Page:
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Steve Lacy was born on this date in 1934. He was a white-American Jazz soprano saxophonist.
Born Steven Lackritz in New York City, he started his musical training as a child at the piano. From there he moved on to clarinet, eventually leading to soprano saxophone. He studied with Cecil Scott, and in 1953, went on to Schillinger School of Music (now Berklee School of Music). In 1954 he attended the Manhattan School of Music.
Initially influenced by traditional jazz, Lacy was an advocate of it as a player for many years. His interest in the early jazz of New Orleans, Chicago, and Kansas City was later replaced by collaborations with Cecil Taylor and others in the late 1950s. During this time he also became interested in the music of Thelonious Monk. For most of the year in 1960, Lacy worked with Monk's quintet, following that up with his own quintet with Roswell Rudd, Denis Charles, and different bassists playing a repertoire of mainly Monk compositions. Starting in 1965, Lacy performed more and more as an international artist with fellow music artists Kenny Drew, Enrico Rava, Karl Berger, and Paul Motian.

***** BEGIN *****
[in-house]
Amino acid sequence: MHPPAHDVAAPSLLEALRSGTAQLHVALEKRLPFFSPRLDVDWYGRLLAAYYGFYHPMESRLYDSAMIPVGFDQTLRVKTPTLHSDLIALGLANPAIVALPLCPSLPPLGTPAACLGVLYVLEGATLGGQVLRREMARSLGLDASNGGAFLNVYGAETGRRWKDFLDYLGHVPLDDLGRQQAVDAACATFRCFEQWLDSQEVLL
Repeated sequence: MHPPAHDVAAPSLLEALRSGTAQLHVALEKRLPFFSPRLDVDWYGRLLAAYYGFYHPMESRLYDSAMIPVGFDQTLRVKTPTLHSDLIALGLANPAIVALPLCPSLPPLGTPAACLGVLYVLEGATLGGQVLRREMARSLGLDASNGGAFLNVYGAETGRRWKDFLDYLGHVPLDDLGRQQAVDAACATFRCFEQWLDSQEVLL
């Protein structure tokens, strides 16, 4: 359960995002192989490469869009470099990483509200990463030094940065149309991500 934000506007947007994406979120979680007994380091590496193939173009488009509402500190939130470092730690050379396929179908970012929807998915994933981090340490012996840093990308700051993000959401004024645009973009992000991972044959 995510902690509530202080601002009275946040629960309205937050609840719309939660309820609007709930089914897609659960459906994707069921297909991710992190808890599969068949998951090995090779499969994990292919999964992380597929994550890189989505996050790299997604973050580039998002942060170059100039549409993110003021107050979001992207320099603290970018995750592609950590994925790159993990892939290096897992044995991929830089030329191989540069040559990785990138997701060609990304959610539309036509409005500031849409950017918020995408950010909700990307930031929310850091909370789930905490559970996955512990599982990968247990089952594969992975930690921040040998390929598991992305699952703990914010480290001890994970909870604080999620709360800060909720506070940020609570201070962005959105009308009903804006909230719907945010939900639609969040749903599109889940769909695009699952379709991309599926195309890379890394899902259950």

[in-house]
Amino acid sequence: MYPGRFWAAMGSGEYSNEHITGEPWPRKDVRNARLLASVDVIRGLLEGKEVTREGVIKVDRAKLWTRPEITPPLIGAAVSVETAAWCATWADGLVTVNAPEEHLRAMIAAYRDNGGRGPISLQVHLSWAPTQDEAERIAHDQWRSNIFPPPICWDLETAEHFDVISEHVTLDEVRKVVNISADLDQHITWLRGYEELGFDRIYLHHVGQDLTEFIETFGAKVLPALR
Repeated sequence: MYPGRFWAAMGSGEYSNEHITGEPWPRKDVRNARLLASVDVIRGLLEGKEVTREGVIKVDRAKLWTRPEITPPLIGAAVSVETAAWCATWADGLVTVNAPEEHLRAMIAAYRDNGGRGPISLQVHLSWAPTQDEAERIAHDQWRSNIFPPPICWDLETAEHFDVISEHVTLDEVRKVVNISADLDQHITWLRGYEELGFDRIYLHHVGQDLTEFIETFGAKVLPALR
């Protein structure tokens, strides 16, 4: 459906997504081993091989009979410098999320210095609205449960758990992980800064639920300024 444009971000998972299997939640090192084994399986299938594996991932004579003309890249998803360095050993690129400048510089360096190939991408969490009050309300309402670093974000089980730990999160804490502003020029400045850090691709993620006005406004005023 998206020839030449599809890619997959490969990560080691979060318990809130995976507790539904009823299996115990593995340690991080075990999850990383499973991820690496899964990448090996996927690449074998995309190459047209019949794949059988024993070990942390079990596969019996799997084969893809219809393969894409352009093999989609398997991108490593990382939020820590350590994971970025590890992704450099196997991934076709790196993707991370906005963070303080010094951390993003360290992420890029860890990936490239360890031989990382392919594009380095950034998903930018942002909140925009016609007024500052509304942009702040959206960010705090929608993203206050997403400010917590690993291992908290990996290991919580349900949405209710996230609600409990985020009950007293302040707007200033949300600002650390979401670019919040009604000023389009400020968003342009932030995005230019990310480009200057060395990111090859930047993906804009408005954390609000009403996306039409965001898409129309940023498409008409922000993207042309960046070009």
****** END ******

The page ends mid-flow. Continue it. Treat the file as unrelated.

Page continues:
Two years later he married Irene Aebi, who would become a group member as a vocalist/cellist/violinist, and the couple moved to Europe. Lacy moved to Paris in 1970 where he played solo saxophone concerts.
His work has included a variety of media and has been performed in a number of settings, including schools, museums, churches, cultural centers, radio stations, and for dancers. He has led a variety of ensembles and has played with top musicians from all over the world. He was also an important composer, including writing settings for the works of poets. In the early 1980s, Lacy formed what would become his most stable group with Aebi, Bobby Few, Steve Potts, and Jean-Jacques Avenel.
Some of his recordings over the years include "Spirit Of Mingus" (Freelance, 1991), "More Monk" (Soul Note, 1989), "Anthem" (Novus, 1989), "Morning Joy" (hat ART, 1986), "Trickles" (Black Saint, 1976), "The Forest and the Zoo" (ESP, 1966), "Schooldays" (hat ART, 1963), "Reflections" (OJC, 1958). In 2002 Lacy moved back to Boston, where he was a New England Conservatory faculty member.
Lacy, a jazz master who once defined his profession as "combination orator, singer, dancer, diplomat, poet, dialectician, mathematician, athlete, entertainer, educator, student, comedian, artist, seducer and general all-around good fellow," died on June 4, 2004, at the age of 69, survived by his widow, Irene.
by Harry N. Abrams, Incorporated, New York
All Media Guide
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